Tag Archives: Preserving

Oranges 1 – A recap!

The oranges are gone, well, with the exception of the few that have been set aside for our breakfast fruit over the next week or so. Overall things went really well, and we have some lovely goodies stashed in the store for future use. We’ve also enjoyed some orange flavoured meals as well.

That being said, the marmalade proved to be my nemisis. The first batch didn’t set and discoloured!  What to do… Add Cointreau to the mix, and lable it as Orange and Cointreau Syrup for use with desserts – I have to say it goes deliciously with date pudding !

So what was the problem?  More pectin you say? That’s what I thought, anyway. So I saved all the pips from the oranges and lemons used in all the other recipes – I had a lovely little pile of them by the time it come to revisit the marmalade. Neither Gary, nor I, could understand what happened to the first batch, it’s never happened before…

With everything prepared, I started again – it was looking beautiful, time to test for set, and again… it just wouldn’t set and turned dark. Fearing it would burn, I took it off the heat and bottled it. The next morning when I checked, it was syrup, nothing like the lovely jelly like consistency of marmalade. By this time I thought I knew what the problem was – while the pot I was using was big enough, it was tall and narrow, not wide and squat.

Not wanting to waste the fruit sugar and time and effort, this time we decided to try and cook it a little more. It just got darker, and again wouldn’t set. Finally, I had to bite the bullet and use commercial pectin (I have plans to make my own in future, but didn’t have time at this point). Set was reached, it doesn’t taste too bad, really, just sweeter than usual and it looks like treacle!  A new wider, shallower, preserving pan style, pot has now been ordered and is on its way. I am hoping that by using it, we will avoid any more marmalade dramas.

So what was cooked? You will have seen some of the goodies in previous posts, but here is the list in full…

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There is one more recipe brewing, but it is going to take another couple of weeks – Collette’s Vin D’Orange. I will put up a post about it when its ready, and let you know what it is like.

Finally given that Jan provided all the oranges for this little marathon, I thought it only propper that I share the recipe for this delicious dessert that she has shared with me – Spiced Oranges & Dates with Greek Yoghurt Cream.

Spiced Oranges & Dates with Greek Yoghurt Cream

This simple little dessert is the perfect way to finish a meal. It can be prepared ahead - adding the Yoghurt Cream and pistachios just before serving.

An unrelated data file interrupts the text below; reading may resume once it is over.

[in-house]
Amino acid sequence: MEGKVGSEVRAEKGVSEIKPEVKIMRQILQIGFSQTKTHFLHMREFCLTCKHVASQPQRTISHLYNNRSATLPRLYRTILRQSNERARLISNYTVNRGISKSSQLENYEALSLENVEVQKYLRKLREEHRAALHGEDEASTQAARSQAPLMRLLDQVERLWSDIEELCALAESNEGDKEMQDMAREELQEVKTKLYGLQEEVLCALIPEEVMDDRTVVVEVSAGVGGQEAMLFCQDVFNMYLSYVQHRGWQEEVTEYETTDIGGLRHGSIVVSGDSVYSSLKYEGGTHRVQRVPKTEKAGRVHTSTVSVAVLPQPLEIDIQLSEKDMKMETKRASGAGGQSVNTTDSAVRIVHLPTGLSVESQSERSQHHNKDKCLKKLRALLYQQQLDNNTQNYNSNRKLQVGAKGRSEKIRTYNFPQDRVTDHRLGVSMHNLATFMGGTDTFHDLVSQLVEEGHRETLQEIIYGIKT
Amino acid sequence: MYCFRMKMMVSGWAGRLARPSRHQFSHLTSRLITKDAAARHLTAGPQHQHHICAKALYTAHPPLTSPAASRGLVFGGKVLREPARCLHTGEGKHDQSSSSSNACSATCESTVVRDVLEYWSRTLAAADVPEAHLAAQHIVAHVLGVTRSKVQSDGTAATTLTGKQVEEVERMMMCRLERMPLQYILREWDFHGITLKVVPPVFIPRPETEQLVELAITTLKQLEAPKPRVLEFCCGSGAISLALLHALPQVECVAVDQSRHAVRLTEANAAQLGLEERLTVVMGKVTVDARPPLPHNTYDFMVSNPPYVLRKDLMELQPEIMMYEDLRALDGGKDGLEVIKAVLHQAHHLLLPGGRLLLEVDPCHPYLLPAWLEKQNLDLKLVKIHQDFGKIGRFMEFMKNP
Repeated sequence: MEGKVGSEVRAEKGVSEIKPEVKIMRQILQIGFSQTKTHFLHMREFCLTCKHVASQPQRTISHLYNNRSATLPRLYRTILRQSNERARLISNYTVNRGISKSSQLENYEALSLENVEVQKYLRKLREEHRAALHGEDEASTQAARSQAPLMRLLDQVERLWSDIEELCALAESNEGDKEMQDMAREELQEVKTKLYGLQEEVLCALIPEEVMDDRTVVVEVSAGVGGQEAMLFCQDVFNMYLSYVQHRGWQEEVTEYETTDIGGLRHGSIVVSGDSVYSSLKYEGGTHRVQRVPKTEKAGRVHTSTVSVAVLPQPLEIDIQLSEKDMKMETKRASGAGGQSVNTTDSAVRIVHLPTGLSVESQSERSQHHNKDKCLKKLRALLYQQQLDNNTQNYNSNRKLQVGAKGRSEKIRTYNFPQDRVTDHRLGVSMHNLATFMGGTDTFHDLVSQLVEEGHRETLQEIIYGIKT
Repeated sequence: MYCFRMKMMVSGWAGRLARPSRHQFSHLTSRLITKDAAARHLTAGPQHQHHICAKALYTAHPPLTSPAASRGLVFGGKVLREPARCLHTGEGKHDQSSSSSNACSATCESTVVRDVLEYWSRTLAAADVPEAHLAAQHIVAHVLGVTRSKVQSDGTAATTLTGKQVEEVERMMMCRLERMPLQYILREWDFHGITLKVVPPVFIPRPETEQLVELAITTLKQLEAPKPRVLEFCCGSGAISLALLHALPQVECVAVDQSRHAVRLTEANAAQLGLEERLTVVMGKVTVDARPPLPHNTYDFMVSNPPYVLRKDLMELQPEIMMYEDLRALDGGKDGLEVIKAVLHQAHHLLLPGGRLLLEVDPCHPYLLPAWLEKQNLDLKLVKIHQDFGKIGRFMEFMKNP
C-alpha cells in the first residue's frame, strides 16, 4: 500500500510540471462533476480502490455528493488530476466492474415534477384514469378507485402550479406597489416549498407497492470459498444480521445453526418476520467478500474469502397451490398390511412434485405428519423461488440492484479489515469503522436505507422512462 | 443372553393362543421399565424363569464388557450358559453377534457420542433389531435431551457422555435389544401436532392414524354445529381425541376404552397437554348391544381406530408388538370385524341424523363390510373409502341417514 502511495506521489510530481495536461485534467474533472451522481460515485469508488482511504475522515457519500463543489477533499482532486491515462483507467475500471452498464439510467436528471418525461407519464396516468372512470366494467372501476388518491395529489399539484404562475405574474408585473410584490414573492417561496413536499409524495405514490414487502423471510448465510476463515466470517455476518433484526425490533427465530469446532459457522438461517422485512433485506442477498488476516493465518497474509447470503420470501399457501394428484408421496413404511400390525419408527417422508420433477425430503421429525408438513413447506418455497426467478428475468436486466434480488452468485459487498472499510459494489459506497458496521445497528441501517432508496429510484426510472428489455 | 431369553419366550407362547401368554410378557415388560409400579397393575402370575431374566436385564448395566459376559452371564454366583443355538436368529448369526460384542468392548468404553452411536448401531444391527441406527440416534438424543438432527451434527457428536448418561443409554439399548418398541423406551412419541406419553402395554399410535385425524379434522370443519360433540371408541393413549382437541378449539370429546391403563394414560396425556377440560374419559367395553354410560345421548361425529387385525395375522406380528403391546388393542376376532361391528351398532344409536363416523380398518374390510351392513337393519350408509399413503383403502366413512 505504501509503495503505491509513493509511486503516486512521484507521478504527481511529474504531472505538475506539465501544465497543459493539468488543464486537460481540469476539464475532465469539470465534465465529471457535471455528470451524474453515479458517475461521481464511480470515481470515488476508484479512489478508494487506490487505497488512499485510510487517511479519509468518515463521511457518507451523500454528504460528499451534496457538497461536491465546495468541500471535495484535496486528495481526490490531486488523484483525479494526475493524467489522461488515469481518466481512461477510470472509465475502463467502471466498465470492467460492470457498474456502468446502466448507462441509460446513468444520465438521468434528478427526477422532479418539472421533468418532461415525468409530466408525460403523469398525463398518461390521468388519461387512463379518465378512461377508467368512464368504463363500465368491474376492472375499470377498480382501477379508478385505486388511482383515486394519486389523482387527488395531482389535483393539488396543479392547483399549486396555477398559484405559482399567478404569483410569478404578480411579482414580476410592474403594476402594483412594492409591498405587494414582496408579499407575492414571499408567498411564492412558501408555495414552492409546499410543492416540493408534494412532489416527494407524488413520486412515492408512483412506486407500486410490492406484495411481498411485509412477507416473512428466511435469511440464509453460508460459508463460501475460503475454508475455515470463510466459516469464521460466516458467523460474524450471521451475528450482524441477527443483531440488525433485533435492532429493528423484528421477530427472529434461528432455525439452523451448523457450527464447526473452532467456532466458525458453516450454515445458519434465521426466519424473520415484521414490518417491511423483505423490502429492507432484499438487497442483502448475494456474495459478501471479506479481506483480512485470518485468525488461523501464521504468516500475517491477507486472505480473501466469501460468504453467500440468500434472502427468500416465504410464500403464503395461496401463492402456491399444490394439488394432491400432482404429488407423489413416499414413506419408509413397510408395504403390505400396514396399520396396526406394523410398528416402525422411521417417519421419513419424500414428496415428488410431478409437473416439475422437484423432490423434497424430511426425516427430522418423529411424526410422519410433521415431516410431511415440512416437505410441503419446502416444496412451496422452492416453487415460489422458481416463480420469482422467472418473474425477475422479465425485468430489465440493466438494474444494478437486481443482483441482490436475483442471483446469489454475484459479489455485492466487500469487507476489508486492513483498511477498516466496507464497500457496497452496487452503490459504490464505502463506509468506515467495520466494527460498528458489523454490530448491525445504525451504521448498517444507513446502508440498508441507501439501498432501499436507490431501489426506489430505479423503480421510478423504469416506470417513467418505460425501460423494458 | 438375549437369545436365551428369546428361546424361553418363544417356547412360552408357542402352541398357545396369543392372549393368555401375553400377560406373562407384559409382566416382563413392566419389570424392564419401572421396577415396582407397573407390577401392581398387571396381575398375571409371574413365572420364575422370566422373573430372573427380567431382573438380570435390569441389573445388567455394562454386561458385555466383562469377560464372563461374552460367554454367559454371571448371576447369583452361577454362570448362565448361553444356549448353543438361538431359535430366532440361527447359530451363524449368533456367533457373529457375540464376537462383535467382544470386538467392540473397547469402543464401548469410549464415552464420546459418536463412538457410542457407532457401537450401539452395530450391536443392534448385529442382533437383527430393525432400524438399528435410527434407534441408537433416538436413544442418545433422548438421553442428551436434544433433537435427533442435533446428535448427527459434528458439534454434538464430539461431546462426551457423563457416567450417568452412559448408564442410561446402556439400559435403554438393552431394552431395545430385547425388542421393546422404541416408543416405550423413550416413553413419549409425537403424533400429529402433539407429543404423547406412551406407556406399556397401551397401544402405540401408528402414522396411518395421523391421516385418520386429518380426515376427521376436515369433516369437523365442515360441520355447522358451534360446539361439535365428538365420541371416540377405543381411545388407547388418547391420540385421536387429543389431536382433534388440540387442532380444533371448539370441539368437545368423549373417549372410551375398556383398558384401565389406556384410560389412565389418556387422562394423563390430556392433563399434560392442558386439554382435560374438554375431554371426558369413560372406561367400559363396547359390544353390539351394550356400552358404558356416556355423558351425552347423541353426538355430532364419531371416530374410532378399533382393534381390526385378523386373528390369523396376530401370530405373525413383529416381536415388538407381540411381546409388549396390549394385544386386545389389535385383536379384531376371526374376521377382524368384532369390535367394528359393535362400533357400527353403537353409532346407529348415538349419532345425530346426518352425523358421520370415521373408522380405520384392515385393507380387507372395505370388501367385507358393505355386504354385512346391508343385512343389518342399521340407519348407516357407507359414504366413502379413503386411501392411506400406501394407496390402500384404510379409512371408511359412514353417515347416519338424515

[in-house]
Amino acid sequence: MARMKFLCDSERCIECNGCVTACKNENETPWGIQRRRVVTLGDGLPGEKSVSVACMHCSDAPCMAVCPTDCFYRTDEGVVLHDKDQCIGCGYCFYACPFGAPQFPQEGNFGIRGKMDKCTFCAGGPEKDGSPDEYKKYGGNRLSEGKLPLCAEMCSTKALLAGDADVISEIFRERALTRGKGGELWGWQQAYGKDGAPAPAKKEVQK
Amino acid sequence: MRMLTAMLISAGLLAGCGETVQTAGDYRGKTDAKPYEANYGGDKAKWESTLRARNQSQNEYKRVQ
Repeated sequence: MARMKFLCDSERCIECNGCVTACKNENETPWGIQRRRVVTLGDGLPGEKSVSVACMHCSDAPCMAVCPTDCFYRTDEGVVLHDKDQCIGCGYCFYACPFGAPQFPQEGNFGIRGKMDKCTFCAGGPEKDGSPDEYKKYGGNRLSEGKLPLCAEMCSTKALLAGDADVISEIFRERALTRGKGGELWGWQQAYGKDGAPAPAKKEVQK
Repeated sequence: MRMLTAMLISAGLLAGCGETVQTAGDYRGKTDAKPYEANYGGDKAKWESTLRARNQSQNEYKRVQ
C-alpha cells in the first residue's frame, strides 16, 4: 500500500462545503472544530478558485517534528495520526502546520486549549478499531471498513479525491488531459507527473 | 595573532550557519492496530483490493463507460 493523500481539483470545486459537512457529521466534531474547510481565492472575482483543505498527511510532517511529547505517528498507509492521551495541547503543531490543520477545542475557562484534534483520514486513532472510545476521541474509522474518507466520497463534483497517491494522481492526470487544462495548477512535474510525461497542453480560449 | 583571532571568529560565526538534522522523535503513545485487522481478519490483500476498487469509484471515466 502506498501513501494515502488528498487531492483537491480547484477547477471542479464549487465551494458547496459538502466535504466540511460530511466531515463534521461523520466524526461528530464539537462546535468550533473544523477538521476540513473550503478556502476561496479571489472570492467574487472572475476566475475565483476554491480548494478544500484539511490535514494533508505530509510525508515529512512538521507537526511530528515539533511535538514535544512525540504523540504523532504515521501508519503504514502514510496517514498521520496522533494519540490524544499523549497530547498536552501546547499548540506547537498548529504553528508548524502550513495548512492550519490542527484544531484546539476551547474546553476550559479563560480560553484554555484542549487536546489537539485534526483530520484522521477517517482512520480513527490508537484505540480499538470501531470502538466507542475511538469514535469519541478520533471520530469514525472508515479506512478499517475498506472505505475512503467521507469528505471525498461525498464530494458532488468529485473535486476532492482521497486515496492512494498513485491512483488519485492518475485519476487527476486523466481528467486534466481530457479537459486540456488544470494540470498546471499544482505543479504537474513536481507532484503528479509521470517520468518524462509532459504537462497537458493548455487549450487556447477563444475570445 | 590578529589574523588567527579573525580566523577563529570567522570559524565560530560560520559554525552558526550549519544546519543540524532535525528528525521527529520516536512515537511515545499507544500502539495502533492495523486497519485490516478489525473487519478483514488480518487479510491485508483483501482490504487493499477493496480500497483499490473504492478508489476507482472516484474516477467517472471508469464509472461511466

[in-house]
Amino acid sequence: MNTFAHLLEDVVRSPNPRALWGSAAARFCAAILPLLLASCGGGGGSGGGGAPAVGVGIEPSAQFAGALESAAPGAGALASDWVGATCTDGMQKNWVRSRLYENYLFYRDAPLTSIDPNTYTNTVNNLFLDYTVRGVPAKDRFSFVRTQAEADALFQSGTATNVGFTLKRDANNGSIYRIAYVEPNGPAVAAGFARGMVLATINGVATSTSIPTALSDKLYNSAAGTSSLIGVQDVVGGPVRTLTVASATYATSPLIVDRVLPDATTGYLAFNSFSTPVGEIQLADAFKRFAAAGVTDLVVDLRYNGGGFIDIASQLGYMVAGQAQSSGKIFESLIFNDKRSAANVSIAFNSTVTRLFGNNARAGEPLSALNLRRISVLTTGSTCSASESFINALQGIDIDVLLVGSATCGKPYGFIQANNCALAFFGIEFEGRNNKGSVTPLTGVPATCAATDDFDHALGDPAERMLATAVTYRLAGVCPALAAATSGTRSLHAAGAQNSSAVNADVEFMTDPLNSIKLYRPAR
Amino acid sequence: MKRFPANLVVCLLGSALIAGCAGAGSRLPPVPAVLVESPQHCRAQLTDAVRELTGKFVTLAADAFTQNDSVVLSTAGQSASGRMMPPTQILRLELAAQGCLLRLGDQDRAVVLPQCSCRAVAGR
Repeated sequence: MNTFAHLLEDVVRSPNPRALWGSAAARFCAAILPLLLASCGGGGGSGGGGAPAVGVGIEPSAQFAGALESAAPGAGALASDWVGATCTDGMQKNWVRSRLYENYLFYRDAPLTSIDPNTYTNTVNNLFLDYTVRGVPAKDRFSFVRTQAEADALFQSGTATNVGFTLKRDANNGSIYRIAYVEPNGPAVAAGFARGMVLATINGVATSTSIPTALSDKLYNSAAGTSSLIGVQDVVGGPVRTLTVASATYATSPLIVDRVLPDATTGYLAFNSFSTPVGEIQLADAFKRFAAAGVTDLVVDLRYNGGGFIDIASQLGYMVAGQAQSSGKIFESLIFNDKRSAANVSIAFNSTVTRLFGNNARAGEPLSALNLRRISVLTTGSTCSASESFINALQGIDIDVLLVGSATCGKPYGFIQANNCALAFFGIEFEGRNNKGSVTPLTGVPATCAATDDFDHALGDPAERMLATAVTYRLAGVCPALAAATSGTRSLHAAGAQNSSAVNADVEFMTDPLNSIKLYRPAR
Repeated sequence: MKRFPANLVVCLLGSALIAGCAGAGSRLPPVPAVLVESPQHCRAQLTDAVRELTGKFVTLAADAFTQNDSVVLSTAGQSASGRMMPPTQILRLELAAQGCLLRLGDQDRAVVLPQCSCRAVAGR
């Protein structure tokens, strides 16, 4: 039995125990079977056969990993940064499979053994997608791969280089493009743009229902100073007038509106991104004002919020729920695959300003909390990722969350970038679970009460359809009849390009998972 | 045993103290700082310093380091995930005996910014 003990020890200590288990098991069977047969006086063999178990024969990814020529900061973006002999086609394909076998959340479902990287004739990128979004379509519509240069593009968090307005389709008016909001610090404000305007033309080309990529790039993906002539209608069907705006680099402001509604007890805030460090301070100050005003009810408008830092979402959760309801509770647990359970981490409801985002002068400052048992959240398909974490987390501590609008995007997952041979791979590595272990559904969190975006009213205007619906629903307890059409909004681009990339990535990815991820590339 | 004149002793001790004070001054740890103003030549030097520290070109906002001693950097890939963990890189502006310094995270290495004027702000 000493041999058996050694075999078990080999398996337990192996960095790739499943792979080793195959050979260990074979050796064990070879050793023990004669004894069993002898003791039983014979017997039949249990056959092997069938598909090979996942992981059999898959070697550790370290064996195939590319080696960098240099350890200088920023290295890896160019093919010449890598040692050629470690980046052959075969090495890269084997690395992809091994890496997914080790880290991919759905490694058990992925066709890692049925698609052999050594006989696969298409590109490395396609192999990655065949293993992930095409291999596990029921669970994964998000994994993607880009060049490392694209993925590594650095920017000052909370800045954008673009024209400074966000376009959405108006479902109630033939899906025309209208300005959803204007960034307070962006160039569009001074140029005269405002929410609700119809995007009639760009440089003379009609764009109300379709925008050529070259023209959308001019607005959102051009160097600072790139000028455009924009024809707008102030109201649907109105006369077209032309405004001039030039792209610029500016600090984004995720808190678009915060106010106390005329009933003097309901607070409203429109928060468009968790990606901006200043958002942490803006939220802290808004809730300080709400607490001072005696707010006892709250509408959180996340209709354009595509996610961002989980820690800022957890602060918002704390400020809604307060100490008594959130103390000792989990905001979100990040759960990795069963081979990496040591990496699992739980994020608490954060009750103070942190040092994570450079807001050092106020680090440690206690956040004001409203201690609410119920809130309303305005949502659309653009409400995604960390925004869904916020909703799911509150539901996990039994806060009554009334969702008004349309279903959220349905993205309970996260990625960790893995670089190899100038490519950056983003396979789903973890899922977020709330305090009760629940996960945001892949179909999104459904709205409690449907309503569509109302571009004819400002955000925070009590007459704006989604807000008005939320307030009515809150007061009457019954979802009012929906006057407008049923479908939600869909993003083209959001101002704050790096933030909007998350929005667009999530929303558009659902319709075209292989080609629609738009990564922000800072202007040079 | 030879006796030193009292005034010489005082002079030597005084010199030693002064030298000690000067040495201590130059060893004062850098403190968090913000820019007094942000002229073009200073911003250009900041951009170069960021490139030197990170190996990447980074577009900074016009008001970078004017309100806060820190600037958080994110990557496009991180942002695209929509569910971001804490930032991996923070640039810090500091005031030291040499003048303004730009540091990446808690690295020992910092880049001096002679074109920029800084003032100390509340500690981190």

Ingredients

  • 6 large navel oranges
  • 6 fresh dates, pitted, coarsely chopped
  • 1/2 cup fresh mint leaves, coarsely chopped
  • 1 tbs pure icing sugar
  • 1/2 tsp ground cinnamon
  • 55 g (1/3 cup) pistachio kernels, coarsely chopped

For the Greek Yoghurt Cream

  • 125 ml (1/2 cup) Greek-style yoghurt
  • 125 g light cream cheese
  • 2 tbs honey
  • 1/2 vanilla bean, split lengthways
  • 125 ml (1/2 cup) pouring cream
  • 1 tsp pure icing sugar

Directions

  1. To make the yoghurt cream, place the yoghurt, cream cheese and honey in a bowl. Use a small sharp knife to scrape the seeds from the vanilla bean into the bowl. Use an electric beater to beat until combined. Place the cream and icing sugar in a bowl. Use an electric beater to beat until soft peaks form. Fold into yoghurt mixture. Cover with plastic wrap. Place in the fridge for 2 hours to chill.
  2. Cut top and base from each orange. Use a sharp knife to remove skin and white pith. Holding each orange over a bowl to catch any juice, cut along either side of the white membranes to remove orange segments.
  3. Combine orange, dates and mint in a bowl. Sprinkle with icing sugar and cinnamon. Toss to combine.
  4. Divide fruit among serving plates and serve with pistachios and yoghurt cream.
  5. Garnish with sprigs of mint.

Notes:

  • My sister Jan passed this recipe to me, she received it from her friend, Mandy, who found it in Australian Good Taste – September 2011, p.80 .
  • Allow 2 hours chilling time.

 

Until next time…

Bon appétit!

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Links:

Chocolate Dipped Candied Orange Sticks 

Nana Mac’s Potato and Orange Salad

Orange and Mint Jelly 

Orange Cordial

Spiced Oranges

Spiced Oranges & Dates with Greek Yoghurt Cream 

Sugar Coated Candied Orange Sticks 

Zingy Citrus Mocktail

Spiced Oranges